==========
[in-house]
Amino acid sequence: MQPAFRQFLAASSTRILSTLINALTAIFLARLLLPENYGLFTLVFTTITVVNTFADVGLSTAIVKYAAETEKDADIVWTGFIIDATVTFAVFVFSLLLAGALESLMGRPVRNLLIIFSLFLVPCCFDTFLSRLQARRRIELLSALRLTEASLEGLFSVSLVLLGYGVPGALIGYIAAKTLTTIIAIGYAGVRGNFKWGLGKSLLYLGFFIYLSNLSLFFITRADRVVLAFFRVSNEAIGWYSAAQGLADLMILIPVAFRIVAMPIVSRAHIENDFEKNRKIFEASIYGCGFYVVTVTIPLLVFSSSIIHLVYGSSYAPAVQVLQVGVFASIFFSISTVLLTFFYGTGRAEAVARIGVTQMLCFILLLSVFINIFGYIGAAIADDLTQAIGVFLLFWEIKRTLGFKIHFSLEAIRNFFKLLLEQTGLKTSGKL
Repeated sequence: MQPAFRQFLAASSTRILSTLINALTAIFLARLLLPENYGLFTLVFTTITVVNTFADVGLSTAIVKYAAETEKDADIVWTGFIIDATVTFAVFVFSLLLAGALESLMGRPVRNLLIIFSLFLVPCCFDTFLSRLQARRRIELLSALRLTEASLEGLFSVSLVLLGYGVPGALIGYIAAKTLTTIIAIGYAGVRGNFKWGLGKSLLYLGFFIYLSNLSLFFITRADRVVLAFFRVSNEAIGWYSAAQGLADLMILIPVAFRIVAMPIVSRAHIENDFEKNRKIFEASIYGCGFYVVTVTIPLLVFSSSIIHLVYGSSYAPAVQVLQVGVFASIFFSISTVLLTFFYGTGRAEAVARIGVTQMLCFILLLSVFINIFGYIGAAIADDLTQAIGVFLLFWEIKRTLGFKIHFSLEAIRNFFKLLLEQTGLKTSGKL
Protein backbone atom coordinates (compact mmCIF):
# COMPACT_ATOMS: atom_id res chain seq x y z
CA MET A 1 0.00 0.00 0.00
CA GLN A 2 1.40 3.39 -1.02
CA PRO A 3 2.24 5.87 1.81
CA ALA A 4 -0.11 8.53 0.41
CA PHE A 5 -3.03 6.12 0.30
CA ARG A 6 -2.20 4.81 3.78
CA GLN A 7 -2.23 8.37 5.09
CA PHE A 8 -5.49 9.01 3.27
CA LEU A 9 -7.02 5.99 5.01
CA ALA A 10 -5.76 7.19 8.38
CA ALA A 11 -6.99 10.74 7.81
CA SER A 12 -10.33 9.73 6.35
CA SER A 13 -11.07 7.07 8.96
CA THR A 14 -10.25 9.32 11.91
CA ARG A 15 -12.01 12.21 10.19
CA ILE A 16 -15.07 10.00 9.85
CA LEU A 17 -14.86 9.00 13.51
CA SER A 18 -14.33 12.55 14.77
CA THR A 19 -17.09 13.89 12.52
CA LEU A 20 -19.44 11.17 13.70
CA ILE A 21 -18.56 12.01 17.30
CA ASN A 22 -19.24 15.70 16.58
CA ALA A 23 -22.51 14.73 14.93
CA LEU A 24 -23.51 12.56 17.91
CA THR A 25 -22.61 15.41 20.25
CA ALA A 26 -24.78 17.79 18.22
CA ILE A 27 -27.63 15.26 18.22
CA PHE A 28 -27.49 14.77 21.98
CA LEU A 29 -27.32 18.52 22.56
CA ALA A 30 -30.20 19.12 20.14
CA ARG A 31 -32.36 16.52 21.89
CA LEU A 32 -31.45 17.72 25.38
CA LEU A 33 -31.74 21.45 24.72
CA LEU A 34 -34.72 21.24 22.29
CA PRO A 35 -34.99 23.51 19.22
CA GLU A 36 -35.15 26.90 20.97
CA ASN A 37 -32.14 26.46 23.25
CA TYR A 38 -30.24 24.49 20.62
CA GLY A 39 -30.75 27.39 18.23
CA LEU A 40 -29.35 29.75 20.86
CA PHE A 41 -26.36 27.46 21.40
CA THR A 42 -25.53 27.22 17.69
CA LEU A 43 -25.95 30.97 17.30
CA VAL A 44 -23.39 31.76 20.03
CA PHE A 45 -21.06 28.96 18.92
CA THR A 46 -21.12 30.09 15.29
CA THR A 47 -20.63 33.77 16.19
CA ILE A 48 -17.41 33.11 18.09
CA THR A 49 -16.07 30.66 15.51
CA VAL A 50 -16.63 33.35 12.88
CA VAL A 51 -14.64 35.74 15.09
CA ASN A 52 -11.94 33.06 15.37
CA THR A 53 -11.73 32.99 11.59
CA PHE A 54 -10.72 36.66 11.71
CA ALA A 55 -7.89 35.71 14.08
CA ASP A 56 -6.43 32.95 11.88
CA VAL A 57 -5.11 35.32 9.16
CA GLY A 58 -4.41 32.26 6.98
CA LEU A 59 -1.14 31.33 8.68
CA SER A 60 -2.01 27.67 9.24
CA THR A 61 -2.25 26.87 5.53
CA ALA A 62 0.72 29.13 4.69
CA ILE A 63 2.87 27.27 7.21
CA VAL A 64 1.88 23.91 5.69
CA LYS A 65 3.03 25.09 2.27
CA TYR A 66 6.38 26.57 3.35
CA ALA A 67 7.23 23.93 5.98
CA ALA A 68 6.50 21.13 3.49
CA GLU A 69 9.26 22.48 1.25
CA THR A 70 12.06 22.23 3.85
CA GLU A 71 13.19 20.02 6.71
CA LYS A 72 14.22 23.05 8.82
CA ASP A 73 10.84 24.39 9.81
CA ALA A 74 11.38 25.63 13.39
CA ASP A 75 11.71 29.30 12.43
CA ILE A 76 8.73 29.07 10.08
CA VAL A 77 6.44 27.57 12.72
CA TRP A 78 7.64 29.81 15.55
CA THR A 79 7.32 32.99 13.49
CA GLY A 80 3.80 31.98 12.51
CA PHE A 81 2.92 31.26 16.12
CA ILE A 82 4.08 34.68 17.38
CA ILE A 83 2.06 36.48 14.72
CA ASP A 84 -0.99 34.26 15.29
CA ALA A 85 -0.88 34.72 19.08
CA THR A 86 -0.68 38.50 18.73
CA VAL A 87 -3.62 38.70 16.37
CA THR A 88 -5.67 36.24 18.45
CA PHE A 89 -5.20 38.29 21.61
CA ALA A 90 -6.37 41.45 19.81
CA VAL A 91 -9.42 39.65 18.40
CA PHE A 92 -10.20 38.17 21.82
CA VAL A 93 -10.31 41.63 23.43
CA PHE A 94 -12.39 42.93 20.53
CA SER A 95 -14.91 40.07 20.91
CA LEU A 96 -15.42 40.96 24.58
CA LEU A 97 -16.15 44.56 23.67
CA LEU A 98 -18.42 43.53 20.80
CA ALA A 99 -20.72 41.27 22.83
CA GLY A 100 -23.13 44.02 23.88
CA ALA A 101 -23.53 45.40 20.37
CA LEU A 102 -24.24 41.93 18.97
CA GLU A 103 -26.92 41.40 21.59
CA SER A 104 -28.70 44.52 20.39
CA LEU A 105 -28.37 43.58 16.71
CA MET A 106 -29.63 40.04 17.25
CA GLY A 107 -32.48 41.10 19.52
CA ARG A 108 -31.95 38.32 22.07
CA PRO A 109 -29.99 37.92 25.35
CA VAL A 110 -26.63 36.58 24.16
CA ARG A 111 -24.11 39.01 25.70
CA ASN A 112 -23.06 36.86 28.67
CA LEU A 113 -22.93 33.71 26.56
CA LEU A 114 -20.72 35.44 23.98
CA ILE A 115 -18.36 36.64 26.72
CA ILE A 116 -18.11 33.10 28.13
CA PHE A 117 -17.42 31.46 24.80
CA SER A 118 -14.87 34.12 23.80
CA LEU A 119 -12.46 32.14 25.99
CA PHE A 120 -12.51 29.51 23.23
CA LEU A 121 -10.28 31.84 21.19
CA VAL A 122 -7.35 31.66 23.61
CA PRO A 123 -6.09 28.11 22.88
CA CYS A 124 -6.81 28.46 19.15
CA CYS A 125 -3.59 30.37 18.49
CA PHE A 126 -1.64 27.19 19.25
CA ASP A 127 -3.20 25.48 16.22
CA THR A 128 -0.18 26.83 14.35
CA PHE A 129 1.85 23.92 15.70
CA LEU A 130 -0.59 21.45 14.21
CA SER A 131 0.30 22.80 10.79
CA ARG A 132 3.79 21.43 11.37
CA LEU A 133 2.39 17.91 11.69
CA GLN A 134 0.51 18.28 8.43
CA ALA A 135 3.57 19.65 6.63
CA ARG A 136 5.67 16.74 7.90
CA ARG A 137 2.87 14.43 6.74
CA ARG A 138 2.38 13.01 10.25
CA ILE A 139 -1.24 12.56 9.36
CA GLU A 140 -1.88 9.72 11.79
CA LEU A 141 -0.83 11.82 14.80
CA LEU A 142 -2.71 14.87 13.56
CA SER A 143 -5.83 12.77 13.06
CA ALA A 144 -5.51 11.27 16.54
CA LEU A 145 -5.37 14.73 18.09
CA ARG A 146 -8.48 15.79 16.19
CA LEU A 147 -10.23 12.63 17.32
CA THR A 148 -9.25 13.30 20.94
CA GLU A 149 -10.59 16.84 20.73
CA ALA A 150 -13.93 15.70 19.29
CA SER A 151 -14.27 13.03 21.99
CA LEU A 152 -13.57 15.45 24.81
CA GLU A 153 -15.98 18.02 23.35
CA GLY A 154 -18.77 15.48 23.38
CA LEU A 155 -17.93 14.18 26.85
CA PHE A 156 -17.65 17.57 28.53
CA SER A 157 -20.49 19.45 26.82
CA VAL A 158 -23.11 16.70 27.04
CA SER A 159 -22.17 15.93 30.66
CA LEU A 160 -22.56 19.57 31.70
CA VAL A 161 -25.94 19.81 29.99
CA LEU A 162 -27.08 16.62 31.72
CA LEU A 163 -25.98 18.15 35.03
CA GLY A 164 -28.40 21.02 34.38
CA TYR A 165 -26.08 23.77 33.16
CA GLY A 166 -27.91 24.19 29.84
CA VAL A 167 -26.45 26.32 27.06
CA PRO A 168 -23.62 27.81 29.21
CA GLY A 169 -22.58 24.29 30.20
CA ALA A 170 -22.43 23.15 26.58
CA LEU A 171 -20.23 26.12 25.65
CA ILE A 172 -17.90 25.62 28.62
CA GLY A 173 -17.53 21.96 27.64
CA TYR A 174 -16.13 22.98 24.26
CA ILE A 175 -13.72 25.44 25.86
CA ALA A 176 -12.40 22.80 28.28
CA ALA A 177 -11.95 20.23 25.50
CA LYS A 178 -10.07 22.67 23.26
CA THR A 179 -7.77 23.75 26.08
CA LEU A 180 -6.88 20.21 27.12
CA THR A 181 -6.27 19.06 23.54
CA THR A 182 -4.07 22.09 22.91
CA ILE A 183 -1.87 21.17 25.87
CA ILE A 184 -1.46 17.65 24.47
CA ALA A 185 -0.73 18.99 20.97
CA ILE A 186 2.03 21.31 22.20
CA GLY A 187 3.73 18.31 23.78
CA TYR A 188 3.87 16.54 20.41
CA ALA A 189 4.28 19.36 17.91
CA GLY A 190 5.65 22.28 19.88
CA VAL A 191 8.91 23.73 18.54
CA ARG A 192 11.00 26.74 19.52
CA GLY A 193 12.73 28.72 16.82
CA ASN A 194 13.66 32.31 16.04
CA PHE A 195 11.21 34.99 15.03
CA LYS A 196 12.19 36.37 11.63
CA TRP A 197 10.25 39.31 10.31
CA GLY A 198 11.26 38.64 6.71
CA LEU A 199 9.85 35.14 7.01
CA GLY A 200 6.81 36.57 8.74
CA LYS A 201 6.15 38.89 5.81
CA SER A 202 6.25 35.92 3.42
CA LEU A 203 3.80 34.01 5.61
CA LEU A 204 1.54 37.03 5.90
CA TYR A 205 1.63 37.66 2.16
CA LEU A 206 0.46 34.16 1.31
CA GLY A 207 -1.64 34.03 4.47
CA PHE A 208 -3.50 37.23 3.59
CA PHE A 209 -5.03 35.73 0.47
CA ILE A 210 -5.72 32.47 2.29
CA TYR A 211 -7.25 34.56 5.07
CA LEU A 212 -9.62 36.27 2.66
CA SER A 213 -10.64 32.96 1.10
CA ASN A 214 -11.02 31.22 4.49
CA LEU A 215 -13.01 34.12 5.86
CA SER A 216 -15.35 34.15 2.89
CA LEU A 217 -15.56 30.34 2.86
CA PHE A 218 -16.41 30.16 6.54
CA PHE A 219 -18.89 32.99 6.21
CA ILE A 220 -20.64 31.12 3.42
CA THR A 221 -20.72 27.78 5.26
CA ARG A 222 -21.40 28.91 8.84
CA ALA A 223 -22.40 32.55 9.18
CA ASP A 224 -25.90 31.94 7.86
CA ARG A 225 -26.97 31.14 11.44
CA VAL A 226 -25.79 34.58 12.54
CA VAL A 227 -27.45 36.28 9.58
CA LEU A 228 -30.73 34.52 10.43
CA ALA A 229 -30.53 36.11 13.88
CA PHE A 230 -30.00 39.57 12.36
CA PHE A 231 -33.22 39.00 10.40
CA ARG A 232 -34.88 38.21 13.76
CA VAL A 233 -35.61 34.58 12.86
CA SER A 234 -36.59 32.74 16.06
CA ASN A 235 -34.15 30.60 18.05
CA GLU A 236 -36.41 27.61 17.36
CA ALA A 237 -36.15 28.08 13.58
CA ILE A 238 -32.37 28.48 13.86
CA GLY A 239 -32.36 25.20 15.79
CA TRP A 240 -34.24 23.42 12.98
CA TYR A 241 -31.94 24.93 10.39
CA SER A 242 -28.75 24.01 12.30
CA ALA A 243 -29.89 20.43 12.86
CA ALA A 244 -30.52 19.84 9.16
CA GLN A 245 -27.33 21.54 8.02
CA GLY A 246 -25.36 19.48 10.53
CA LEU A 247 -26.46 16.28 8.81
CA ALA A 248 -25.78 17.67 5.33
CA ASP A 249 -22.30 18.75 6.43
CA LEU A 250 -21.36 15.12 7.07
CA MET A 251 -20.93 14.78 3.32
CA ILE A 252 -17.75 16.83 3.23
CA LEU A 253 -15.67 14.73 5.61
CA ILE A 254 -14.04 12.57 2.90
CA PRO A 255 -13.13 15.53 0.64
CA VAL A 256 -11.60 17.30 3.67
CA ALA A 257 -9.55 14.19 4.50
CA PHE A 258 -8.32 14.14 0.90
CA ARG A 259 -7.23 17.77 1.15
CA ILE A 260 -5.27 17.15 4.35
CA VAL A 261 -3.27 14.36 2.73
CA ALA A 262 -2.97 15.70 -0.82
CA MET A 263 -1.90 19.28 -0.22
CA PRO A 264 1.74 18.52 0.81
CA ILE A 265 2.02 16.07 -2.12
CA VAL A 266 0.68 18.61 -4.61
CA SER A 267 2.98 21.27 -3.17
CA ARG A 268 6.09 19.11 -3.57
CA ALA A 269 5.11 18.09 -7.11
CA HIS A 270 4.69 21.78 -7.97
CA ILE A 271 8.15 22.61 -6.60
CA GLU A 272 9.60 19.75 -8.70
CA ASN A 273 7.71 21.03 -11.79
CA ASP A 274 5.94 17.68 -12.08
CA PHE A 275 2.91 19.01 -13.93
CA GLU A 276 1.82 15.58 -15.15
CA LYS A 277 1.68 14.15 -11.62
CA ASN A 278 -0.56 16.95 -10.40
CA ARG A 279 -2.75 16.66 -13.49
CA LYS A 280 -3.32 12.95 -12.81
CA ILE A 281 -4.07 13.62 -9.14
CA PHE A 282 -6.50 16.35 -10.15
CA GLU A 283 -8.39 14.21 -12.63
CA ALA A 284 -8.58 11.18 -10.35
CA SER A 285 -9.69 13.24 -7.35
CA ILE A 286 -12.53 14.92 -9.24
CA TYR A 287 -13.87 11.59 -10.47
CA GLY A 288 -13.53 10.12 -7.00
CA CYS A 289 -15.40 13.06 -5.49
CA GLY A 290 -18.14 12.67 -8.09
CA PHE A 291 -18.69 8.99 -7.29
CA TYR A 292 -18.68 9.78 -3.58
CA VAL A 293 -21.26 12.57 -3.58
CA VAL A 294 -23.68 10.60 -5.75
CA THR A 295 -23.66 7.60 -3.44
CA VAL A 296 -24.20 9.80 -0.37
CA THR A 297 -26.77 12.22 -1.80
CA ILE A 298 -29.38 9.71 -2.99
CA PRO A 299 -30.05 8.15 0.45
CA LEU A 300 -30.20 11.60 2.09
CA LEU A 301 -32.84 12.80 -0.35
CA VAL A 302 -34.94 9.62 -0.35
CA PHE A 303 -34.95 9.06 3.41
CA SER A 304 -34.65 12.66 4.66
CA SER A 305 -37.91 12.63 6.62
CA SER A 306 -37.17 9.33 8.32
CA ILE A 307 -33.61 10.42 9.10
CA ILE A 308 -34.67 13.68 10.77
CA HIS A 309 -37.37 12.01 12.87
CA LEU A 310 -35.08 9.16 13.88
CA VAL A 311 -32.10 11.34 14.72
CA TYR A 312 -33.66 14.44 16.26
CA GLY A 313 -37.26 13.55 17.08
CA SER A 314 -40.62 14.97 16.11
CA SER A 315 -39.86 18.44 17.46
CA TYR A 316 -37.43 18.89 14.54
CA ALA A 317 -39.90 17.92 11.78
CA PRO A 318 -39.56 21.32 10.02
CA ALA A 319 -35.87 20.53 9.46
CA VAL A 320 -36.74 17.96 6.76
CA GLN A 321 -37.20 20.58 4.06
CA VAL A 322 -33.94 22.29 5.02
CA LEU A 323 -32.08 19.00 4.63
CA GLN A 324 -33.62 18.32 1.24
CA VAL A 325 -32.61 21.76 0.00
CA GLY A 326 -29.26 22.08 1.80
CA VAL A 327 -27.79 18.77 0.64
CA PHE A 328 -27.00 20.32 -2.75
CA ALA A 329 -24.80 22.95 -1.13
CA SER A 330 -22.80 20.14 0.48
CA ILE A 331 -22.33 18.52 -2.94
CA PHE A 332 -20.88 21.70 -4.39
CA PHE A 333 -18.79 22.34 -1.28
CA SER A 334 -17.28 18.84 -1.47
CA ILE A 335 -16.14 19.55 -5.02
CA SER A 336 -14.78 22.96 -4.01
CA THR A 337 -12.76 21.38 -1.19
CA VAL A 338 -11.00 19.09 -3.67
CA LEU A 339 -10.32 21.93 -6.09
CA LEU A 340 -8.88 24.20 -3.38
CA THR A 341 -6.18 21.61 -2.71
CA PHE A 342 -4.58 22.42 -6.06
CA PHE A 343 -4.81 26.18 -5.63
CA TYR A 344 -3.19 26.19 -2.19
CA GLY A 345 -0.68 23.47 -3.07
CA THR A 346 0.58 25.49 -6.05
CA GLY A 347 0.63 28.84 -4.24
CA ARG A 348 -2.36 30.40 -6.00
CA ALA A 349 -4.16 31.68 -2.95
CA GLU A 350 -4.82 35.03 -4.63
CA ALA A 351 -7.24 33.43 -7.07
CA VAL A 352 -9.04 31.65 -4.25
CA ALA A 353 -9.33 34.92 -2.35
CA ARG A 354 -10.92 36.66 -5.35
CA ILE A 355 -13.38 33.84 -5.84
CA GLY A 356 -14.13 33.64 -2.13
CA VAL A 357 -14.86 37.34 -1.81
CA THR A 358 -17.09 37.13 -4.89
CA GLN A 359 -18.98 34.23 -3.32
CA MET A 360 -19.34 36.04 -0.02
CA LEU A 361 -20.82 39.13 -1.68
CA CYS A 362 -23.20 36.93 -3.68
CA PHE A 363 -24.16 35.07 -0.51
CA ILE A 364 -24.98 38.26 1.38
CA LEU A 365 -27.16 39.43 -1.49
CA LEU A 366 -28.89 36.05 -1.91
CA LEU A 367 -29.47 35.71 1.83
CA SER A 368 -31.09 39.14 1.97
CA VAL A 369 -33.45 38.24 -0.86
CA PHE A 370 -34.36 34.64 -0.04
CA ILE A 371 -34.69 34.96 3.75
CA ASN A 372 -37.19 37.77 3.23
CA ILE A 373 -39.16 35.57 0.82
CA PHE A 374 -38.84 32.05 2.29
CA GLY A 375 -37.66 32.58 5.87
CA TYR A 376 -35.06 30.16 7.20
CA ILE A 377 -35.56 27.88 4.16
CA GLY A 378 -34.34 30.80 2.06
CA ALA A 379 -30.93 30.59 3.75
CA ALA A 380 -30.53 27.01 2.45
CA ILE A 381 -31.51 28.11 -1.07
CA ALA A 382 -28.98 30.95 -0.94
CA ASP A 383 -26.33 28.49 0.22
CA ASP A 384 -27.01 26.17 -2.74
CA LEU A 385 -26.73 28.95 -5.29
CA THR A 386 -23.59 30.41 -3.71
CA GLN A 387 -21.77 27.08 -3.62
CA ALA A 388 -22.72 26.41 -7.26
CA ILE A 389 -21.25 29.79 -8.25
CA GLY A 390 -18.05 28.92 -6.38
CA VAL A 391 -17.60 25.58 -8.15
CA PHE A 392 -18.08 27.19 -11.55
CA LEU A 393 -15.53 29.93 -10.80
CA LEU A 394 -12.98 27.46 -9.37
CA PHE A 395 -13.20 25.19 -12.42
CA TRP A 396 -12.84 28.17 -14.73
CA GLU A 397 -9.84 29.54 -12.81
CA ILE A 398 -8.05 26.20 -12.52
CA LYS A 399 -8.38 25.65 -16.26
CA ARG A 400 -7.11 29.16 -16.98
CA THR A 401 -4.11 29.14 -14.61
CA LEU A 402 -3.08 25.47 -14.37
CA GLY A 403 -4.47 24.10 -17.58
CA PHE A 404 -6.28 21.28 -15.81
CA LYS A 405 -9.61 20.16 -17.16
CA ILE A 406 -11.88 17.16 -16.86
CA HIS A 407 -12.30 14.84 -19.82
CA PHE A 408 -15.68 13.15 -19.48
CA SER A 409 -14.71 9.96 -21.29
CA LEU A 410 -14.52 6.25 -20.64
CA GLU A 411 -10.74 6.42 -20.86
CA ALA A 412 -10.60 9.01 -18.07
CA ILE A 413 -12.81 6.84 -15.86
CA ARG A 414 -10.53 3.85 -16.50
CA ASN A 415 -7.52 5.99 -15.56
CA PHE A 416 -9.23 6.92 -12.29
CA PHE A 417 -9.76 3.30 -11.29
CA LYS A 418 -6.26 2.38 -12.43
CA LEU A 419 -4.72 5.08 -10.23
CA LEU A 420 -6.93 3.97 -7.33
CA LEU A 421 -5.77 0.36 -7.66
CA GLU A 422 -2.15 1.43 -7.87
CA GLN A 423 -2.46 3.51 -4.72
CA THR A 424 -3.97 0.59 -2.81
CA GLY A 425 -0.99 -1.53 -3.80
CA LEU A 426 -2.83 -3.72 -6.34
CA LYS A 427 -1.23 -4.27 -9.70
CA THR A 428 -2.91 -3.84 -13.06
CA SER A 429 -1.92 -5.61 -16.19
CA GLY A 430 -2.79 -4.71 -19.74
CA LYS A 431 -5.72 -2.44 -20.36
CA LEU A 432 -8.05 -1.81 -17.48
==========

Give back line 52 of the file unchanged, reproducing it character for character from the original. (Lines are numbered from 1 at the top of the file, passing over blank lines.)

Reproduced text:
CA THR A 47 -20.63 33.77 16.19